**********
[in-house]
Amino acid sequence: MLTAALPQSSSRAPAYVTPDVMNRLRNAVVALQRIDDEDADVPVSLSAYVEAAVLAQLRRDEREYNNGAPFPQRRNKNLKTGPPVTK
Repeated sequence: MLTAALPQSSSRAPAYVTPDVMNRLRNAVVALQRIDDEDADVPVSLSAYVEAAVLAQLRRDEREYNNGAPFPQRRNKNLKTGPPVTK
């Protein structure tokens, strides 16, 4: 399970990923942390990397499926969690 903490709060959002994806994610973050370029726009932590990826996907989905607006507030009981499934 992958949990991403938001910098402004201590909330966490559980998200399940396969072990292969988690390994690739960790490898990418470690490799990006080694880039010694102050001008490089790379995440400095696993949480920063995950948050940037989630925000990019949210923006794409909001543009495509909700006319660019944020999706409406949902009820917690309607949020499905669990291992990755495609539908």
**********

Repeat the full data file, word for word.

[in-house]
Amino acid sequence: MLTAALPQSSSRAPAYVTPDVMNRLRNAVVALQRIDDEDADVPVSLSAYVEAAVLAQLRRDEREYNNGAPFPQRRNKNLKTGPPVTK
Repeated sequence: MLTAALPQSSSRAPAYVTPDVMNRLRNAVVALQRIDDEDADVPVSLSAYVEAAVLAQLRRDEREYNNGAPFPQRRNKNLKTGPPVTK
């Protein structure tokens, strides 16, 4: 399970990923942390990397499926969690 903490709060959002994806994610973050370029726009932590990826996907989905607006507030009981499934 992958949990991403938001910098402004201590909330966490559980998200399940396969072990292969988690390994690739960790490898990418470690490799990006080694880039010694102050001008490089790379995440400095696993949480920063995950948050940037989630925000990019949210923006794409909001543009495509909700006319660019944020999706409406949902009820917690309607949020499905669990291992990755495609539908």